Here’s Why Facebook And Twitter Suggest Those In Ukraine Close Or Lock Down Their Accounts

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It’s happened before. Russia has used social media as a weapon to spread disinformation — manipulating what information is released and spread.

Now that Russia has invaded Ukraine, Facebook and Twitter are making it clear that users in that country need to lock down their accounts for fear of being hacked and manipulated.

This may sound scary, but it’s a real possibility in the world that we live in.

The recommendations, from Twitter’s corporate account and Facebook’s director of threat intelligence, ranged from what to do if your account was hacked to preemptively closing an account for safety concerns.

Business Insider

Basically, these social media platforms urged their users to be aware of how they post and interact on the internet.

Secure Your Social Media Accounts

They want to make sure that, especially in conflict zones or other high-risk areas, individual users know how to secure their accounts.

Now, these platforms didn’t exactly mention Russia by name — but we all get the point.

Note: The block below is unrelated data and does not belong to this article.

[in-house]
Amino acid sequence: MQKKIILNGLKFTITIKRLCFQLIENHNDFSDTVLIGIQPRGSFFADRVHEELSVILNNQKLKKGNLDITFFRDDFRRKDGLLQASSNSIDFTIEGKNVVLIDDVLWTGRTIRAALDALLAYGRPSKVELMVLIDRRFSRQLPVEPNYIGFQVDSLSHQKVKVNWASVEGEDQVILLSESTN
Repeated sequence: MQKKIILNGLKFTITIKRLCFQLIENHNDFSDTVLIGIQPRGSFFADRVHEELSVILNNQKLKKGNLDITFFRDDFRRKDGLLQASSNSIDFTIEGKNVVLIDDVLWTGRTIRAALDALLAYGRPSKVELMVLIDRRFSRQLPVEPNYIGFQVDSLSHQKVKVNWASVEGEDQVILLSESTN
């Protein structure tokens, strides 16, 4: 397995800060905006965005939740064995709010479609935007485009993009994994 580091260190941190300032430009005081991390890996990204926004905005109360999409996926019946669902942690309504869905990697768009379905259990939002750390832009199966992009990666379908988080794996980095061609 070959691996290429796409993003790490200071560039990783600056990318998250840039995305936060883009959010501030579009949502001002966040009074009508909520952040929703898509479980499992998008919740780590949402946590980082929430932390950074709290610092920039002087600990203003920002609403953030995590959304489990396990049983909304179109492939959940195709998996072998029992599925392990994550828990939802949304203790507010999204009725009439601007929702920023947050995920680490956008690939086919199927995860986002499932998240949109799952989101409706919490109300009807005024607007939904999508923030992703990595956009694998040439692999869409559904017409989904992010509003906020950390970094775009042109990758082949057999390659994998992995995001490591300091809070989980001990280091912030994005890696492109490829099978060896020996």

Twitter offered up specific tips, guides, and things to consider on “how to control your account and digital information.”

They may not have mentioned Russia by name, but they DID post the tips in English, Ukrainian, and Russian. You do the math.

They explained how to tell if your account has been hacked. They also posted information on what to do if your account does in fact get hacked.

Now, these tips are pretty good for everyone, but specifically those in the Ukraine at the moment.

They suggested not to tweet your location, as Russia — or whoever — can track it. The Twitter thread also explained how to disable location tracking on your smartphone.

This is something I do anyway. It’s a great tip.

On Thursday, David Agranovich, Facebook’s director of threat intelligence, sent out a Tweet, written entirely in Ukrainian, to let people in Ukraine know that they had added “an additional level of privacy and security” in that region.

Last night we took steps to help people in the region protect themselves online. We have launched a new feature in Ukraine that allows users to close their profile and provides an additional level of privacy and security.

David Agranovich — Twitter translated to English

Not only is there the threat of these accounts being hacked, but the social media platforms are having to be hypervigilant in protecting everyone from misinformation.

[They] found that 56% of all content about Ukraine on Facebook and Twitter over the last two weeks was created by “inauthentic profiles,” like bots or puppet accounts. 

Business Insider

So basically, just be careful with your account privacy, and don’t believe everything you read.

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